FIG. 4 illustrates one very useful application of the present invention. In FIG. 3, a working fluid, that is, water from inlet fluid conduit 28, is used to create pumping action in pump housing 12, as described herein. The liquid water exits pump housing 12 in outlet fluid conduit 38. Concentrate to be pumped passes across inlet check valve 60 and into pump housing 12, and out of pump housing 12 across outlet check valve 170 into line 104. The water in outlet fluid conduit 38 is combined with the pumped concentrate in line 104 to form a final composition in line 106. This final composition in line 106 can then be transported for use, as desired. Because the relative amounts of liquid water in outlet fluid conduit 38 and of pumped concentrate in line 104 are controlled or predetermined, for example, by controlling the travel distance of poppet 191, the chemical make-up of the final composition in line 106 is as desired. This desired composition is produced without complex metering pumps, flow meters or other relatively sophisticated equipment.

The use of the present pump 10, particularly in combination with the portioning outlet check valve 170 as described herein, very effectively produces a combined composition having a known chemical make-up, as desired. Such chemical composition is produced using the present system which is straightforward, easy to operate and provides very effective results.

While this invention has been described with respect to various specific examples and embodiments, it is to be understood that the invention is not limited thereto and that it can be variously practiced within the scope of the following claims.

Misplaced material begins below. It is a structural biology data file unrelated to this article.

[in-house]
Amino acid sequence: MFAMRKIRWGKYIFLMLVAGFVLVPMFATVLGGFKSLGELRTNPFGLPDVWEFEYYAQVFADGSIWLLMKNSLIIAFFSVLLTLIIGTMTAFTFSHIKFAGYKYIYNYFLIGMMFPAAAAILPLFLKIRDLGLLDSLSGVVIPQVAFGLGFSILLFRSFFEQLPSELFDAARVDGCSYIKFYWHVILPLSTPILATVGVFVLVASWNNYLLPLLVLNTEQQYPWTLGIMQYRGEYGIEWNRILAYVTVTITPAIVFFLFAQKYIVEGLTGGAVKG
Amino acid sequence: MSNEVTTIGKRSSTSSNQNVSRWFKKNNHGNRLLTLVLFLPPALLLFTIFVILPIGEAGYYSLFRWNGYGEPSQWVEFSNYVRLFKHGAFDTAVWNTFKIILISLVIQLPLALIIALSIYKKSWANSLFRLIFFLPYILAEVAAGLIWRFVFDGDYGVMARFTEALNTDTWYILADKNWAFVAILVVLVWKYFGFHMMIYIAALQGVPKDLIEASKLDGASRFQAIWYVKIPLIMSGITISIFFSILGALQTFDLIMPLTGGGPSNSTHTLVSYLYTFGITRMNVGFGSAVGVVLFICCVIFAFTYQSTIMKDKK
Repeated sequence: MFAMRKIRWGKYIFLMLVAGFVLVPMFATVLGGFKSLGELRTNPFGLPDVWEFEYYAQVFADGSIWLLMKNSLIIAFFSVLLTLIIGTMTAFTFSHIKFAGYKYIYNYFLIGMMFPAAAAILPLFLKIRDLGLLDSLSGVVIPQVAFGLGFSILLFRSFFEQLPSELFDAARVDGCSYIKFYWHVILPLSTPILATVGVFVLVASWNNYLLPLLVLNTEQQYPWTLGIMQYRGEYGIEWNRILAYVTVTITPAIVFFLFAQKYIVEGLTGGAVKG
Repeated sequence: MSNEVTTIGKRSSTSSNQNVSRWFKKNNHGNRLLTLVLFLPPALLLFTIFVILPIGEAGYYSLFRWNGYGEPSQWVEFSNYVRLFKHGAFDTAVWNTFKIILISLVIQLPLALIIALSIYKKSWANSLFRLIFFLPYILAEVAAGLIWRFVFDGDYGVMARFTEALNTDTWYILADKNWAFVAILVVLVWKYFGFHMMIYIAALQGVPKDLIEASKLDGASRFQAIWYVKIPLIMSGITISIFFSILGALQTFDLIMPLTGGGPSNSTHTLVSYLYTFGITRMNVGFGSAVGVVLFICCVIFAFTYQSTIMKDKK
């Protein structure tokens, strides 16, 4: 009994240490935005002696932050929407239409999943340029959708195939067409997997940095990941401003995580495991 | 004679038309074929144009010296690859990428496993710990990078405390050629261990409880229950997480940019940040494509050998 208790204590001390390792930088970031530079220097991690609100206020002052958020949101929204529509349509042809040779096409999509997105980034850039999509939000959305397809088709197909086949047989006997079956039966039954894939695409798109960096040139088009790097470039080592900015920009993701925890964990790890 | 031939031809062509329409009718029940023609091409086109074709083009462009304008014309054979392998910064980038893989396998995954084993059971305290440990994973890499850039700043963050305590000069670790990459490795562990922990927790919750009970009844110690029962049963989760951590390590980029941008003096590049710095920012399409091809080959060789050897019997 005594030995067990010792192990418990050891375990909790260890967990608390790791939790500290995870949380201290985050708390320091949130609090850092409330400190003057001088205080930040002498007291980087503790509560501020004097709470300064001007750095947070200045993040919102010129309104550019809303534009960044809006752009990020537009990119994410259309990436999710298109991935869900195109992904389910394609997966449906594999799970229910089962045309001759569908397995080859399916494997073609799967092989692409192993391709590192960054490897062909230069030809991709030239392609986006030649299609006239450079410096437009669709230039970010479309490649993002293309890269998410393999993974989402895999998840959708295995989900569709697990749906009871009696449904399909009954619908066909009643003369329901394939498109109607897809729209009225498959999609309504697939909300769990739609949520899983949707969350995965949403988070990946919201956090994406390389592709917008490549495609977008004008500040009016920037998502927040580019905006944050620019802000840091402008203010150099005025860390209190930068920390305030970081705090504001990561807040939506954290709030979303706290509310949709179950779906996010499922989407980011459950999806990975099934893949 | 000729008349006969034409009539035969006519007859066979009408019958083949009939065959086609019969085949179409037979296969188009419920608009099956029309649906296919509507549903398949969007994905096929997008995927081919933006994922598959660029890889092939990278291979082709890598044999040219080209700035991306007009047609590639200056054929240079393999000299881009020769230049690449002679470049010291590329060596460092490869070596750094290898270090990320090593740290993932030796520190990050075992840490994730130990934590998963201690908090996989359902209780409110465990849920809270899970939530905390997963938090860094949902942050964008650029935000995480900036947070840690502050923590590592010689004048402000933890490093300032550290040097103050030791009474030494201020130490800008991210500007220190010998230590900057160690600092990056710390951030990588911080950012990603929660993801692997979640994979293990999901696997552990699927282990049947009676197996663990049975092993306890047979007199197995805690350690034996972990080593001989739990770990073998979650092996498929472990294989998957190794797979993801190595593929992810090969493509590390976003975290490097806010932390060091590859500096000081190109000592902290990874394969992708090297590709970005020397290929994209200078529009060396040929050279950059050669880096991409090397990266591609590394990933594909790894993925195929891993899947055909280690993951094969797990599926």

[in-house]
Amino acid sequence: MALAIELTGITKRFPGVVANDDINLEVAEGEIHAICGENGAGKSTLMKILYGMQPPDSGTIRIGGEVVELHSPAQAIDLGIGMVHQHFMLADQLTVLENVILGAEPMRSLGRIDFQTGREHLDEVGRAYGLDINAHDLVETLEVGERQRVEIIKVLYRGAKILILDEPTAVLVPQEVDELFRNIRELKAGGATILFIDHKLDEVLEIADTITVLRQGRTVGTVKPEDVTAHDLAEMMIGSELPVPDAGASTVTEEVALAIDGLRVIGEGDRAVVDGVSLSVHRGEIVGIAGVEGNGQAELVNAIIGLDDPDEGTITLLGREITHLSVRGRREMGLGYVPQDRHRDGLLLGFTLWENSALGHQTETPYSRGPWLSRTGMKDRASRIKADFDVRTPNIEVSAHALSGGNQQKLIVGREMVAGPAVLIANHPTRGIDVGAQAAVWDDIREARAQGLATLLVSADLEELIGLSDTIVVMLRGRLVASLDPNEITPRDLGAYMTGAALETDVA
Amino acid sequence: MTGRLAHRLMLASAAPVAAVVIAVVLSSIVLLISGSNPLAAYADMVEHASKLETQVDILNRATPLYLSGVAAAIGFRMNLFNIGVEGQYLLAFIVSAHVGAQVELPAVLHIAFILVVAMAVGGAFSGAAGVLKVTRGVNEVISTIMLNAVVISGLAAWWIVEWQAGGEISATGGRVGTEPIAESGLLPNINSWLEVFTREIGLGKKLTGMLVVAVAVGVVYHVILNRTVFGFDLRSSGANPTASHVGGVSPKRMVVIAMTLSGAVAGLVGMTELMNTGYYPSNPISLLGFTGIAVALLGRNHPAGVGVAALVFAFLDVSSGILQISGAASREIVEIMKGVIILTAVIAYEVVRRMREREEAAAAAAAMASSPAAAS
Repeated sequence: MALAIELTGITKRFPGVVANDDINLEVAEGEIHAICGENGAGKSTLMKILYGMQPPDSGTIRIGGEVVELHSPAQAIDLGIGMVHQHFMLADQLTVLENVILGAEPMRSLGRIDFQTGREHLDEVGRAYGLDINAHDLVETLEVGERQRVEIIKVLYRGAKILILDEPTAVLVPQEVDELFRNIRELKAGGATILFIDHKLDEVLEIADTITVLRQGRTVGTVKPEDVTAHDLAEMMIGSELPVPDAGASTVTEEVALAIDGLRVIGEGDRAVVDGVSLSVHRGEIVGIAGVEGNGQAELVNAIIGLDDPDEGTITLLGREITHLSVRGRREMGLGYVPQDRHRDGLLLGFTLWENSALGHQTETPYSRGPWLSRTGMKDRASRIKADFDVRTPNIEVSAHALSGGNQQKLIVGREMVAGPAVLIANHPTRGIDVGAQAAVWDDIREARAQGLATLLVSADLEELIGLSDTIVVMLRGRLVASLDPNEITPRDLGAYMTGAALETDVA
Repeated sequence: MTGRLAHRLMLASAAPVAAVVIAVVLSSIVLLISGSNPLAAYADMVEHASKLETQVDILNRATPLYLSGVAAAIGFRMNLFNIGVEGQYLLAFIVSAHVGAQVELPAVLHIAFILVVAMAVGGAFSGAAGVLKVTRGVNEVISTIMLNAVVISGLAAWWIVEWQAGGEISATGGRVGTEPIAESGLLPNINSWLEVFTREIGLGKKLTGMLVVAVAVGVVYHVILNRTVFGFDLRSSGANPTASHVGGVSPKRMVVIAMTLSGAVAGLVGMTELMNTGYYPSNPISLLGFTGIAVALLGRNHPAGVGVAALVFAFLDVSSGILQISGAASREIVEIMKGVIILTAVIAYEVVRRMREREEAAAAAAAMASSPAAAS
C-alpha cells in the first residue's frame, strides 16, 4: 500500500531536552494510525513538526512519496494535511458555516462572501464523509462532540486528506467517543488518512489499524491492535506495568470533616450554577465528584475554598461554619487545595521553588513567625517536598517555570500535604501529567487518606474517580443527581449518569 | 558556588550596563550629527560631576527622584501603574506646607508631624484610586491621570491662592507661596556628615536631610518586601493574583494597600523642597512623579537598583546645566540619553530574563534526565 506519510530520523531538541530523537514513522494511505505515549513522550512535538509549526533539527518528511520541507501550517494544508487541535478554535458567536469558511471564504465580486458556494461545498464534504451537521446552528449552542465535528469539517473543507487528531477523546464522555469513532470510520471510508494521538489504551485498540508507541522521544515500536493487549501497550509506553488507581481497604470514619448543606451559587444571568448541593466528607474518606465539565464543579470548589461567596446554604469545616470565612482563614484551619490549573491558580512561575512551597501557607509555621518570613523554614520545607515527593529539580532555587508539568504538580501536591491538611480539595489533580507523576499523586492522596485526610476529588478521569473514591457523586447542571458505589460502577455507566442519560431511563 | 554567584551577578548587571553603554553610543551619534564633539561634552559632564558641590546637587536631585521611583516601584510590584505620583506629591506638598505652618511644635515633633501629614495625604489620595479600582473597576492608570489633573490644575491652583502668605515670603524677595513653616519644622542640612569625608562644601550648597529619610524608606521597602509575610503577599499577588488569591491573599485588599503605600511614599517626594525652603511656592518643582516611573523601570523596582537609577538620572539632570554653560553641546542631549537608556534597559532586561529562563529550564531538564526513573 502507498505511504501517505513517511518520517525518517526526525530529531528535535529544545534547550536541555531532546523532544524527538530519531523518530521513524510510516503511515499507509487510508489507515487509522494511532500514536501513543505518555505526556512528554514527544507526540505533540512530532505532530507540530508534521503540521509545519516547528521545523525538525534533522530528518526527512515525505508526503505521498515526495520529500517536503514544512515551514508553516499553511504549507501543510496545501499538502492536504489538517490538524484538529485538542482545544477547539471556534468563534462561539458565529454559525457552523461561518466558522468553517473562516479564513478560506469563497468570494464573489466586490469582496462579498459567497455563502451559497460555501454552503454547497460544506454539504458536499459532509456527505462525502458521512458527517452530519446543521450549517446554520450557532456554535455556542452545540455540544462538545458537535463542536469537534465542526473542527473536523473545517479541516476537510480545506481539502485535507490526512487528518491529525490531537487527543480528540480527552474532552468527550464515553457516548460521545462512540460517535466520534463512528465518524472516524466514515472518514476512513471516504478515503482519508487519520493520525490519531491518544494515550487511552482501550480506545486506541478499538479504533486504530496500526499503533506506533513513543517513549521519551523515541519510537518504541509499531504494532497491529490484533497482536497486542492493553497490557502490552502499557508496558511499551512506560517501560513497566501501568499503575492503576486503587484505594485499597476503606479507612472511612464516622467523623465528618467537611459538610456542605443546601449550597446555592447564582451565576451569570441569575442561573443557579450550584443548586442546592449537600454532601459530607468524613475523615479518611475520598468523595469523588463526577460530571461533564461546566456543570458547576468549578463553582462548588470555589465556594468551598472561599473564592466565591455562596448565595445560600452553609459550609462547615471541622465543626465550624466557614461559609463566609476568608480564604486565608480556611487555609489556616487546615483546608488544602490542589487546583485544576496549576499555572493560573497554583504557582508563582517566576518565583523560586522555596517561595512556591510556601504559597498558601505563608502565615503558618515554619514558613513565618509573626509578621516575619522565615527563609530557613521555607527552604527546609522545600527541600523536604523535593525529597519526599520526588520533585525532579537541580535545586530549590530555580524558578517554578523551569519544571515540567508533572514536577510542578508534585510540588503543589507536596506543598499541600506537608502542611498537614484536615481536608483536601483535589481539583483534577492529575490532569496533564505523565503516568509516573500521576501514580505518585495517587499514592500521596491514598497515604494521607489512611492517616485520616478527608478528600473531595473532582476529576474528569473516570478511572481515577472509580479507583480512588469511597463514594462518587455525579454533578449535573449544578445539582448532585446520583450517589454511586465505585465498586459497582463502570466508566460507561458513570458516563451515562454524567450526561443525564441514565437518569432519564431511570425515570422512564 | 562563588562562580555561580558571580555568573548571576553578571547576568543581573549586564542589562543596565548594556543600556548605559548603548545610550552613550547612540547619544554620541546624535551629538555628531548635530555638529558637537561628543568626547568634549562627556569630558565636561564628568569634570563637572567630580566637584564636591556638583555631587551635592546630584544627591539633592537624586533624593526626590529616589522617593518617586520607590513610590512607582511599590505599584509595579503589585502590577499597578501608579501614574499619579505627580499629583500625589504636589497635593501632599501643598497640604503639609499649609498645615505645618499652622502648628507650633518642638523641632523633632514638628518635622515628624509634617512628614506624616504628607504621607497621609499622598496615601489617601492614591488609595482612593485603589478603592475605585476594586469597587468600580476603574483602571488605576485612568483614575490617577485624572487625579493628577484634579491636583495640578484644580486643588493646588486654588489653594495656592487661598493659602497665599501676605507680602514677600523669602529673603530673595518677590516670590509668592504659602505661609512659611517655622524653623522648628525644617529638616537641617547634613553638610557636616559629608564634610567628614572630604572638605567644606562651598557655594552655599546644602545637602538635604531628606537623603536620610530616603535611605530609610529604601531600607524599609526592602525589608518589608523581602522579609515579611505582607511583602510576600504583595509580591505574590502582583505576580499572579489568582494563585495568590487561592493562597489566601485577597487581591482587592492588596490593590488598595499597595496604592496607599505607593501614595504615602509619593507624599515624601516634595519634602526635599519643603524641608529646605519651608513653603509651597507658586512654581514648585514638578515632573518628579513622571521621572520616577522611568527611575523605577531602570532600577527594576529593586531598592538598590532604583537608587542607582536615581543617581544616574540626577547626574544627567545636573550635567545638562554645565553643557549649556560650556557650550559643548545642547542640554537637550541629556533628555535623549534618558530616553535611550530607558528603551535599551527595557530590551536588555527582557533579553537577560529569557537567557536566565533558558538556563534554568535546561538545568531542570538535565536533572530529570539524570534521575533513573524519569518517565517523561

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Referenced by
Citing PatentFiling datePublication dateApplicantTitle
US6921252Mar 17, 2003Jul 26, 2005Ecolab Inc.Hydraulic pump driven by cyclic pressure
US8141754Oct 23, 2008Mar 27, 2012Techtronic Floor Care Technology LimitedPressurized fluid dispenser
Classifications
U.S. Classification417/394, 417/383
International ClassificationF04B7/02, F04B43/10, F04B13/02, G01F11/32, F04B43/06, F16K15/06
Cooperative ClassificationF16K15/063, F04B43/10, F04B43/06, F04B13/02, G01F11/32, F04B7/0266
European ClassificationF04B7/02F, F04B43/10, F04B43/06, G01F11/32, F16K15/06C, F04B13/02
Legal Events
DateCodeEventDescription
May 23, 2012FPAYFee payment
Year of fee payment: 12
Apr 4, 2008FPAYFee payment
Year of fee payment: 8
Feb 27, 2008ASAssignment
Owner name: SHURFLO, LLC, CALIFORNIA
Free format text: ARTCLES OF ARGANIZATION -CONVERSION;ASSIGNOR:SHURFLO PUMP MANUFACTURING COMPANY, INC.;REEL/FRAME:020571/0435
Effective date: 20031231
Jun 21, 2004FPAYFee payment
Year of fee payment: 4
Aug 5, 1998ASAssignment
Owner name: SHURFLO PUMP MANUFACTURING CO., CALIFORNIA
Free format text: ASSIGNMENT OF ASSIGNORS INTEREST;ASSIGNOR:TUELL, ELDEN C.;REEL/FRAME:009382/0098
Effective date: 19980506